Egg quality characteristics: At the end of feeding trial, supplementation 100 ppm Jerusalem artichoke in diet significantly decreased albumen weight ratio although the albumen height was increased (p<0.05), the ratio of albumen weight was 51.95% compared to 55.83% in control group. The albumen height in the 100 ppm Jerusalem artichoke supplementation was 12.06 mm compared to 10.78 mm in control group. The Yolk: Albumen ratio was increased by 100 ppm of dried Jerusalem artichoke, there was 0.65 compared to 0.56 in control group. In this study, Jerusalem artichoke did not influence the yolk weight ratio, shell weight ratio and shell eggs thickness (p>0.05) and averaged 32.14, 13.77% and 0.03 mm, respectively. Effects of Jerusalem artichoke on eggs quality of laying hens during 24-32 weeks of age are shown in Table 2.

Table 2: Effect of Jerusalem artichoke on eggs quality of laying hens during 24-32 weeks of age
Means in the same row with different superscripts are different significantly at p<0.05

The study of Yildiz et al. (2006) reported that supplementation of Jerusalem artichoke in layer diet tended to increase hen-day production that higher than control group. In addition, the study of Kahraman et al. (2006) reported that supplementation of prebiotic in layer diet tended to improve egg production egg quality and increase yolk:albumen ratio, these results are in agreement with Chen et al. (2005) who found that oligosaccharide supplementation in layer diet improved body weight and egg quality.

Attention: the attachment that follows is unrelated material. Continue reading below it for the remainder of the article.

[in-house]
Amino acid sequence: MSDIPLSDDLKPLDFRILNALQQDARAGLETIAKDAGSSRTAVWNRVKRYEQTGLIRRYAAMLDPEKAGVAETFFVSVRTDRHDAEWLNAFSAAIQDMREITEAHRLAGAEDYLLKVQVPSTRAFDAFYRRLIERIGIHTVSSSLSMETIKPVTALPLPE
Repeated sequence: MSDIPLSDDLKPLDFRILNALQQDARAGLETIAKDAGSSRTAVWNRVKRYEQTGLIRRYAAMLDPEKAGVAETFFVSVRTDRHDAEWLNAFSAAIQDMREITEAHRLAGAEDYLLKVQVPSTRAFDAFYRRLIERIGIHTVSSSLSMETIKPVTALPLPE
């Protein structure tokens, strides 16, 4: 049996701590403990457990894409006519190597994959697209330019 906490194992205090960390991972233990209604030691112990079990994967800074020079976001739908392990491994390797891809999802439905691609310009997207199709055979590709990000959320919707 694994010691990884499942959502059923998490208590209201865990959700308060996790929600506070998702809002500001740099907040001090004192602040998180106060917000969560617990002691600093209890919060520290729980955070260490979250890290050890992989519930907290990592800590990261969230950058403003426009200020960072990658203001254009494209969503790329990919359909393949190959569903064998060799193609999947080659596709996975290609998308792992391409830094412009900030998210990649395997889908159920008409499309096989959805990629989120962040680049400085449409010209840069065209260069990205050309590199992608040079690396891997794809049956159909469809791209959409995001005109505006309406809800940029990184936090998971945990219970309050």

Egg quality is identified by egg shell, albumen and yolk (Kul and Seker, 2004). The albumen height is related with Hugh unit which is a parameter of albumen quality and fresh egg (Keener et al., 2006). The old eggs decrease albumen height which giving the lower Hugh unit (Toussant and Latshaw, 1999). The study of Karpinska et al. (2001) reported that supplementation of oligosaccharide improved the albumen height and Hugh unit. This consequence may come from Jerusalem artichoke increased the intestinal mucosa which results in increase the absorption of mineral in gastrointestinal tract that affected to increase absorption of water and mineral to egg (Coudray et al., 2003).

Intestinal microorganisms: At the end of feeding trial, supplementation of 50 and 100 ppm of dried Jerusalem artichoke in diet significantly increased the population of Lactic acid bacteria in the caecum of layer hens (p<0.05), there were 4.03 log CFU g-1 digesta in dried Jerusalem artichoke supplementation groups and 3.04 log CFU g-1 digesta in control group. In this study, the population of E. coil did not influenced by Jerusalem artichoke and averaged 1.97 log CFU g-1 digesta (Table 3).